Improved Microassays Used to Test Natural Product-Based and Conventional Fungicides on Plant Pathogenic Fungi

Kenneth J. Curry, University of Southern Mississippi

Originally published in: Plant Disease (2008) 92 ( 1 ): 106-112

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Interpretive Summary: New effective fungicides are needed to control fungal pathogens that have developed resistance to currently used fungicides or to replace fungicides that have lost their registration for use on certain crops. Natural products are one source of these new fungicides. Prospective new fungicides are screened in vitro to identify products which inhibit germination of fungal conidia or prevent normal growth of fungal hyphae. In this paper we established standard conditions that improved the in vitro micro titer assays used in the initial screening of natural products as potential fungicides. The simple step of washing fungal spores prior to inoculation greatly increased spore germination times and the synchrony of the cultures. Using light microscopy to observe fungal hyphae after exposure to natural products documented the physical mode of action of one of the products which inhibited germ tube elongation. Other products inhibited conidial germination. This information is useful to plant pathologists and chemists developing new fungicides.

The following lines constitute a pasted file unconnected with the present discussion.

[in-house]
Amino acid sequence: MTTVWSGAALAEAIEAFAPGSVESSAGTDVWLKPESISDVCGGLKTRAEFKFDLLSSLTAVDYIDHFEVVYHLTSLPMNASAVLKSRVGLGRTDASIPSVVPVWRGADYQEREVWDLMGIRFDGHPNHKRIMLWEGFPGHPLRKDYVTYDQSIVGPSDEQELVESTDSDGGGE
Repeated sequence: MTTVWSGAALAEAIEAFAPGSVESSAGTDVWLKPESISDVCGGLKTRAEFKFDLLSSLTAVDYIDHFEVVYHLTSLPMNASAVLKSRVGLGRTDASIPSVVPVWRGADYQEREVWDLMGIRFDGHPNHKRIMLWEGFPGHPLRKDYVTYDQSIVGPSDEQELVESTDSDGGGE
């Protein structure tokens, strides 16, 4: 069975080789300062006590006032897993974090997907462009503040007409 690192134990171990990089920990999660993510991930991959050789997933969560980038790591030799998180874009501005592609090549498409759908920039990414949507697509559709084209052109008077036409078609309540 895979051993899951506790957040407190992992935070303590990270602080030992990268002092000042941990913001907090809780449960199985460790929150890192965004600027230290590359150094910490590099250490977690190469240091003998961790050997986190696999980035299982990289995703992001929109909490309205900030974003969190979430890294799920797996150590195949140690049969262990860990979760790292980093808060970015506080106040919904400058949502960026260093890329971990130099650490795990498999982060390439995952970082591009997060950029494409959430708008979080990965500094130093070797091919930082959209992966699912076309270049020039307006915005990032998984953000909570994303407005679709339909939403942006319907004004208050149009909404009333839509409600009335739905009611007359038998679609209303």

Technical Abstract: Identification and standardization of several parameters to ensure reproducible conditions for fungal germination valuable in screening fungicides in vitro were established in this study. Washing spores prior to inoculation significantly reduced germination times, increased cultural synchrony, and improved reproducibility of microtiter assays. The natural product-based fungicide, sampangine and a sampangine analog, 4-bromosampangine, plus seven commercial fungicides (captan, kresoxim-methyl, fenhexamid, iprodione, benomyl, fenbuconazole, and cyprodinil) were screened in vitro (microtiter assay) for their ability to inhibit germination and growth of seven important plant pathogenic fungi (Botrytis cinerea, Colletotrichum fragariae, C. acutatum, C. gloeosporioides, Fusarium oxysporum, Phomopsis obscurans, and P. viticola). Germination and morphology bioassays corroborated the results of microtiter assays where sampangine was effective at arresting fungal development. We hypothesize that sampangine has the same physical mode of action, germination inhibition, as the commercial fungicides captan, kresoxim-methyl, and iprodione. 4-Bromosampangine caused morphological anomalies including excessive branching of germ tubes of C. fragariae and splaying and branching of germ tubes of B. cinerea. These observations suggest that this compound may protect the host after fungi have already established themselves in or on the host. Our hypothesized physical mode of action of 4-bromosampangine, inhibition of germ tube elongation, but not conidial germination, is comparable to that of the commercial fungicides fenhexamid, benomyl, and cyprodinil.